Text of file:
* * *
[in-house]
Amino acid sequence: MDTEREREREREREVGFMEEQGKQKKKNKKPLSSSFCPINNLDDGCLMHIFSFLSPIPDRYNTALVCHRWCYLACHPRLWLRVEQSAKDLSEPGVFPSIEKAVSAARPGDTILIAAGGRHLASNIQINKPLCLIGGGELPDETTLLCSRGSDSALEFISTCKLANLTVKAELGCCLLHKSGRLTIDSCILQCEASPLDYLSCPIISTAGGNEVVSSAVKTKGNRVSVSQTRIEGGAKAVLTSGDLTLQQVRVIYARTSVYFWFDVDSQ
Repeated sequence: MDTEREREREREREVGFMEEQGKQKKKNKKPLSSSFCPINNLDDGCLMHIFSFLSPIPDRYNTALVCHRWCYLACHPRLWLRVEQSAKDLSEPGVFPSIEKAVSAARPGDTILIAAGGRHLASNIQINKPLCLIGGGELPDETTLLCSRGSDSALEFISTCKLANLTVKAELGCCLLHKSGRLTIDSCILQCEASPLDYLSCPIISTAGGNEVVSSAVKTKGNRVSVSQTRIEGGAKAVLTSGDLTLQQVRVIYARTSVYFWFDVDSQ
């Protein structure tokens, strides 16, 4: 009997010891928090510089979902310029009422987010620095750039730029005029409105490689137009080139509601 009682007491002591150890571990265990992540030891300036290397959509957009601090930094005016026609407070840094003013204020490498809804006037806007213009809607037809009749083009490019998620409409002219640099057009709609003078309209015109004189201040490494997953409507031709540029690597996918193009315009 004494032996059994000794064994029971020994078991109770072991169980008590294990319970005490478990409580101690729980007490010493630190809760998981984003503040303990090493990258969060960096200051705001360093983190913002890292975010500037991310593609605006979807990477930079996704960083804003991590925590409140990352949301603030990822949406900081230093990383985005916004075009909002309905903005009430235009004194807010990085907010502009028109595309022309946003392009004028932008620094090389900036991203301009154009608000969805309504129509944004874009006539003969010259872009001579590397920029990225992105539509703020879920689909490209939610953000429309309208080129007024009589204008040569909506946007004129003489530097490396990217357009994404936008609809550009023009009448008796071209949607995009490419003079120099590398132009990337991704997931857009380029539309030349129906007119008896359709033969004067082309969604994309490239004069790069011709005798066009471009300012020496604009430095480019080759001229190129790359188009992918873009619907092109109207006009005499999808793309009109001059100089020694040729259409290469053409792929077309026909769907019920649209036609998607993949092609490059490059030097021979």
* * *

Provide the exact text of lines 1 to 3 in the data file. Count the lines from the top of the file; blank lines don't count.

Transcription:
[in-house]
Amino acid sequence: MDTEREREREREREVGFMEEQGKQKKKNKKPLSSSFCPINNLDDGCLMHIFSFLSPIPDRYNTALVCHRWCYLACHPRLWLRVEQSAKDLSEPGVFPSIEKAVSAARPGDTILIAAGGRHLASNIQINKPLCLIGGGELPDETTLLCSRGSDSALEFISTCKLANLTVKAELGCCLLHKSGRLTIDSCILQCEASPLDYLSCPIISTAGGNEVVSSAVKTKGNRVSVSQTRIEGGAKAVLTSGDLTLQQVRVIYARTSVYFWFDVDSQ
Repeated sequence: MDTEREREREREREVGFMEEQGKQKKKNKKPLSSSFCPINNLDDGCLMHIFSFLSPIPDRYNTALVCHRWCYLACHPRLWLRVEQSAKDLSEPGVFPSIEKAVSAARPGDTILIAAGGRHLASNIQINKPLCLIGGGELPDETTLLCSRGSDSALEFISTCKLANLTVKAELGCCLLHKSGRLTIDSCILQCEASPLDYLSCPIISTAGGNEVVSSAVKTKGNRVSVSQTRIEGGAKAVLTSGDLTLQQVRVIYARTSVYFWFDVDSQ